An interesting interview with an Antifa who was present in Charlottesville. This also makes for an interesting counterpart to the account of the Charlottesville conflagration by Matt Parrott of Traditionalist Workers Party that I posted previously. Yet another interesting observation is that both sides are claiming victory in this battle.
In the three weeks since anarchists helped shut down the largest fascist rally the US has seen in decades, the pendulum has swung back and forth between new public support for anti-fascist organizing and a dishonest, fearmongering reaction spearheaded by the extreme center that plays right into the hands of far-right elements in the police and FBI. Now, fascists are shifting towards a strategy of decentralized attacks while the Trump administration prepares a new racist offensive against nearly a million residents of the United States. It’s more pressing than ever to learn from our victories in order to strategize for the next round. We spoke with a participant in the front lines of the clashes in Charlottesville about why an under-equipped anti-fascist contingent was able to defeat a more numerous body of fascists, how to halt the creep towards authoritarianism, and what courage means in these struggles.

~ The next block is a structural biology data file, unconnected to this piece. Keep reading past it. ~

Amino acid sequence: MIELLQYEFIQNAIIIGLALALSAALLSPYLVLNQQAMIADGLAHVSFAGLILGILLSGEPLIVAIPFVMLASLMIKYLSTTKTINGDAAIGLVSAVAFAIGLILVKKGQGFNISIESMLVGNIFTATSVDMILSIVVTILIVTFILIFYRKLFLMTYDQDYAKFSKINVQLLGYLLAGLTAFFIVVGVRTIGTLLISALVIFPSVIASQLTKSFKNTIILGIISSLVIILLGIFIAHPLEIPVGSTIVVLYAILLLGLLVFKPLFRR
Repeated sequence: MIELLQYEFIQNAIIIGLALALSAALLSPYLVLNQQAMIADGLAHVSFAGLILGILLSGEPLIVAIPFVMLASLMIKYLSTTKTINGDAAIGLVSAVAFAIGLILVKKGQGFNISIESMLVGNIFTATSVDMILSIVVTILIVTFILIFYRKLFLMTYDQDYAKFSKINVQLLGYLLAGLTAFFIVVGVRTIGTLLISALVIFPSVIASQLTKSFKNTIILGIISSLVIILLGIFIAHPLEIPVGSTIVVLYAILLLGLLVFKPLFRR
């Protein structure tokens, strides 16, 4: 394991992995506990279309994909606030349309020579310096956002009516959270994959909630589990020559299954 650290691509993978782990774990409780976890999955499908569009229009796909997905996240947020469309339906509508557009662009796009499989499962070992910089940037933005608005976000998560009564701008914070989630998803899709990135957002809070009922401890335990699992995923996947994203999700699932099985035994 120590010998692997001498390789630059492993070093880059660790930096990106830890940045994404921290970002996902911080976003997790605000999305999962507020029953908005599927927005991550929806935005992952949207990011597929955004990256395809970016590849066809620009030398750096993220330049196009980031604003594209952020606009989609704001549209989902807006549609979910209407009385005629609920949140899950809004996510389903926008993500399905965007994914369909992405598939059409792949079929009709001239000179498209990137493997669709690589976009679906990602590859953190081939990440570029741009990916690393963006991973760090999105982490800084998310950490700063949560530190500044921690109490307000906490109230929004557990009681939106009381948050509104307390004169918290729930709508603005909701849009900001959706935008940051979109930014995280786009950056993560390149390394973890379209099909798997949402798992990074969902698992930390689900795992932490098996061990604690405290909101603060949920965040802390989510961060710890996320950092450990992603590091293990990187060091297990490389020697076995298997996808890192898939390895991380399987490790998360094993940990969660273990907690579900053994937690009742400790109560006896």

In Charlottesville, on Friday night, August 11, if the torchlit march had not encountered any protesters around the monument or elsewhere—if it had been able to proceed without meeting any opposition—what do you think the consequences would have been?
Well, it’s easy to be doctrinaire when you’re speculating. I mean, any time fascists do something provocative without opposition, it sets a new baseline for them. It’s like, “Oh, marching with torches and chanting ‘Blood and Soil’ is a pretty low-key thing to do, let’s always do that at our gatherings from now on. It’s fun and easy!” But I think it strengthens their movement even more when they encounter opposition that they can easily defeat, which is what actually happened on Friday. If that had been the only event in Charlottesville, or if the rest of the weekend had gone the same way, it would have been a gift to their movement.